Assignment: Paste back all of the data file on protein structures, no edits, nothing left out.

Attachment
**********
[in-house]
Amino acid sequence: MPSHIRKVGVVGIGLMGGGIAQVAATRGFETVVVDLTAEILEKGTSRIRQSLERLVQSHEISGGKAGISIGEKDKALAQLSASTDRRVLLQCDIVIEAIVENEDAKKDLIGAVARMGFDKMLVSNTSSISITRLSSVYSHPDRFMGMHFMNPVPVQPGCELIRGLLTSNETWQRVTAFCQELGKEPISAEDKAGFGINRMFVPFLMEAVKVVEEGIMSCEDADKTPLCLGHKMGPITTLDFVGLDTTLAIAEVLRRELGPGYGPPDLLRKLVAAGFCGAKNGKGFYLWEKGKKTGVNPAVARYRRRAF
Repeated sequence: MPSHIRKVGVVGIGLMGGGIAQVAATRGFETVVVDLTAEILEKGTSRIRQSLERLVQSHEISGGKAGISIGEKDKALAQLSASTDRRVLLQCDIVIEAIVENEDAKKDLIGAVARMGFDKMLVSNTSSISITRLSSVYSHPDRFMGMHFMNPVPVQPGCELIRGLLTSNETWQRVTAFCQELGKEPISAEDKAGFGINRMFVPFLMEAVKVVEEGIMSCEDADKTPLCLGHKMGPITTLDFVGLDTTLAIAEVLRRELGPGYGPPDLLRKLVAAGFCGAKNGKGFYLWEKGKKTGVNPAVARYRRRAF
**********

[in-house]
Amino acid sequence: MPSHIRKVGVVGIGLMGGGIAQVAATRGFETVVVDLTAEILEKGTSRIRQSLERLVQSHEISGGKAGISIGEKDKALAQLSASTDRRVLLQCDIVIEAIVENEDAKKDLIGAVARMGFDKMLVSNTSSISITRLSSVYSHPDRFMGMHFMNPVPVQPGCELIRGLLTSNETWQRVTAFCQELGKEPISAEDKAGFGINRMFVPFLMEAVKVVEEGIMSCEDADKTPLCLGHKMGPITTLDFVGLDTTLAIAEVLRRELGPGYGPPDLLRKLVAAGFCGAKNGKGFYLWEKGKKTGVNPAVARYRRRAF
Repeated sequence: MPSHIRKVGVVGIGLMGGGIAQVAATRGFETVVVDLTAEILEKGTSRIRQSLERLVQSHEISGGKAGISIGEKDKALAQLSASTDRRVLLQCDIVIEAIVENEDAKKDLIGAVARMGFDKMLVSNTSSISITRLSSVYSHPDRFMGMHFMNPVPVQPGCELIRGLLTSNETWQRVTAFCQELGKEPISAEDKAGFGINRMFVPFLMEAVKVVEEGIMSCEDADKTPLCLGHKMGPITTLDFVGLDTTLAIAEVLRRELGPGYGPPDLLRKLVAAGFCGAKNGKGFYLWEKGKKTGVNPAVARYRRRAF